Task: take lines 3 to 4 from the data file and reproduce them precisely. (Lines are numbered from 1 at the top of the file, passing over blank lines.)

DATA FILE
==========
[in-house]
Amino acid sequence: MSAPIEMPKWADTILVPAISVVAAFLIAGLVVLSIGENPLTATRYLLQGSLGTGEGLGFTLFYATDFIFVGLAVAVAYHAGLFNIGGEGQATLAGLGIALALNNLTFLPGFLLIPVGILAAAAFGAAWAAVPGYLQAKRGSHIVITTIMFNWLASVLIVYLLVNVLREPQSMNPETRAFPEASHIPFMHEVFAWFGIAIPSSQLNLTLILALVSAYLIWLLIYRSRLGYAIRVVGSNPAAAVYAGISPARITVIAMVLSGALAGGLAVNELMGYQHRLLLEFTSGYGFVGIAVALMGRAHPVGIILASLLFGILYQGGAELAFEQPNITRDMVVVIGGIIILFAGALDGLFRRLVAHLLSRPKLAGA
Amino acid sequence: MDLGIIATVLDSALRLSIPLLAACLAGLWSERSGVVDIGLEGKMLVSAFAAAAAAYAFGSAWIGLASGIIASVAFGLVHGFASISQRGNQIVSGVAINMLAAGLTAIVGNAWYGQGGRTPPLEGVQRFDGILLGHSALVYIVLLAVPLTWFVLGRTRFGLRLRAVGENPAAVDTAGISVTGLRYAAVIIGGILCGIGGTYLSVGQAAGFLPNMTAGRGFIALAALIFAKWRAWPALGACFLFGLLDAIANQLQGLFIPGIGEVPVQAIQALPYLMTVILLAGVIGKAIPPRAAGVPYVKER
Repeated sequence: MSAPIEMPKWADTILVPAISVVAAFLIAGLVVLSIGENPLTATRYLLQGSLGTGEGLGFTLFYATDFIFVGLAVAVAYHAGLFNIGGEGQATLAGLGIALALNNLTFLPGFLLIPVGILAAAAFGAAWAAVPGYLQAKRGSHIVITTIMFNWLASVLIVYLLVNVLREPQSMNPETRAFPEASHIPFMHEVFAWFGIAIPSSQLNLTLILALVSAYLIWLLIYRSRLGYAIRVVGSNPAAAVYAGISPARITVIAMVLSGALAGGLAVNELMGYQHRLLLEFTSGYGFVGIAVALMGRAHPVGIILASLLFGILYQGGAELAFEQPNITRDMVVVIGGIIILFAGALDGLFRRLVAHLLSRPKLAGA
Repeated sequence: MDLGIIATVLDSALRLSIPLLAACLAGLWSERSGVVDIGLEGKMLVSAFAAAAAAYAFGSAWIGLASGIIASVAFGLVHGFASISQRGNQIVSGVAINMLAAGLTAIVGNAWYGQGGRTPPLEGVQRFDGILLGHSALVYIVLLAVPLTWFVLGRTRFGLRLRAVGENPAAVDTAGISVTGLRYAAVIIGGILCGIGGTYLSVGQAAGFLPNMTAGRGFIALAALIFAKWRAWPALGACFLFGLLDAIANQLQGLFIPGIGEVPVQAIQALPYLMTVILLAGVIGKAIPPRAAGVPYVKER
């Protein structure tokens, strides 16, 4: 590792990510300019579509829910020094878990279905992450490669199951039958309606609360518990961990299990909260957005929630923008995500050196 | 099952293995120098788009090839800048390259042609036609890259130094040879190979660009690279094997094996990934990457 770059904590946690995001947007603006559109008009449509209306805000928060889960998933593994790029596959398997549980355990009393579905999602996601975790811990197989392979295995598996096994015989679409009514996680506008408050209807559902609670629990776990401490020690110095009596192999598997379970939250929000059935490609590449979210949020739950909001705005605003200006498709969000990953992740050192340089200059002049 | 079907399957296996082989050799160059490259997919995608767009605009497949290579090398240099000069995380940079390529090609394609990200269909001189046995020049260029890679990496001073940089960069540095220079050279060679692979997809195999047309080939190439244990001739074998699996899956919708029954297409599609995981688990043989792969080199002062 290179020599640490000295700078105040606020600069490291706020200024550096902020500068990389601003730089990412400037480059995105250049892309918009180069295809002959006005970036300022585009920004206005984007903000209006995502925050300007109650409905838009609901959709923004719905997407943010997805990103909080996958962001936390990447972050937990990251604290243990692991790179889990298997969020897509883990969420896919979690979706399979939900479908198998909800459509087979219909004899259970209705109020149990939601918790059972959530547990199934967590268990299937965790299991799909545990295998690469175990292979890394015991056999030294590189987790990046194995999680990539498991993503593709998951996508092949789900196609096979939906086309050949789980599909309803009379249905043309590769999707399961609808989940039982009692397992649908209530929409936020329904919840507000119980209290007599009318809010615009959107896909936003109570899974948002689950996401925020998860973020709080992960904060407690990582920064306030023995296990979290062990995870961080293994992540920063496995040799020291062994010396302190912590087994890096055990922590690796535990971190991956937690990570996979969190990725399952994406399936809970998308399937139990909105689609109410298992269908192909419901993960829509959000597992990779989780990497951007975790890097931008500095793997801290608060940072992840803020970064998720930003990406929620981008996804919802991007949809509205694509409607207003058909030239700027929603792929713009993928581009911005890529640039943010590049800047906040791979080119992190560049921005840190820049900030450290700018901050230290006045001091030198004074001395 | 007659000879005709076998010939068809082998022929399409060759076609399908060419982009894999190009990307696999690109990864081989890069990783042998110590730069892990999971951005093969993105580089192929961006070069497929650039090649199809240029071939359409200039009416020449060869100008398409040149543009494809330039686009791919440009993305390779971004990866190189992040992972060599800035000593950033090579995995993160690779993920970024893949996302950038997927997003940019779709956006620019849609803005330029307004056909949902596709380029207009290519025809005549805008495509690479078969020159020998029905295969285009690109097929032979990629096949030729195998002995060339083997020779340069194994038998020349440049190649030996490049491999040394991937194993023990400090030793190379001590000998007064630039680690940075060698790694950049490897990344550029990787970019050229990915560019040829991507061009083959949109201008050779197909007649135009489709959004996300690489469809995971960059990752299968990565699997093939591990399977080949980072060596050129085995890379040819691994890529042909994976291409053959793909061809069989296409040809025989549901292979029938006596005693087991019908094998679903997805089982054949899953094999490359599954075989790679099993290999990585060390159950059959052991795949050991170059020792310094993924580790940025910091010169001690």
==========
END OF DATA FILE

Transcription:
Amino acid sequence: MDLGIIATVLDSALRLSIPLLAACLAGLWSERSGVVDIGLEGKMLVSAFAAAAAAYAFGSAWIGLASGIIASVAFGLVHGFASISQRGNQIVSGVAINMLAAGLTAIVGNAWYGQGGRTPPLEGVQRFDGILLGHSALVYIVLLAVPLTWFVLGRTRFGLRLRAVGENPAAVDTAGISVTGLRYAAVIIGGILCGIGGTYLSVGQAAGFLPNMTAGRGFIALAALIFAKWRAWPALGACFLFGLLDAIANQLQGLFIPGIGEVPVQAIQALPYLMTVILLAGVIGKAIPPRAAGVPYVKER
Repeated sequence: MSAPIEMPKWADTILVPAISVVAAFLIAGLVVLSIGENPLTATRYLLQGSLGTGEGLGFTLFYATDFIFVGLAVAVAYHAGLFNIGGEGQATLAGLGIALALNNLTFLPGFLLIPVGILAAAAFGAAWAAVPGYLQAKRGSHIVITTIMFNWLASVLIVYLLVNVLREPQSMNPETRAFPEASHIPFMHEVFAWFGIAIPSSQLNLTLILALVSAYLIWLLIYRSRLGYAIRVVGSNPAAAVYAGISPARITVIAMVLSGALAGGLAVNELMGYQHRLLLEFTSGYGFVGIAVALMGRAHPVGIILASLLFGILYQGGAELAFEQPNITRDMVVVIGGIIILFAGALDGLFRRLVAHLLSRPKLAGA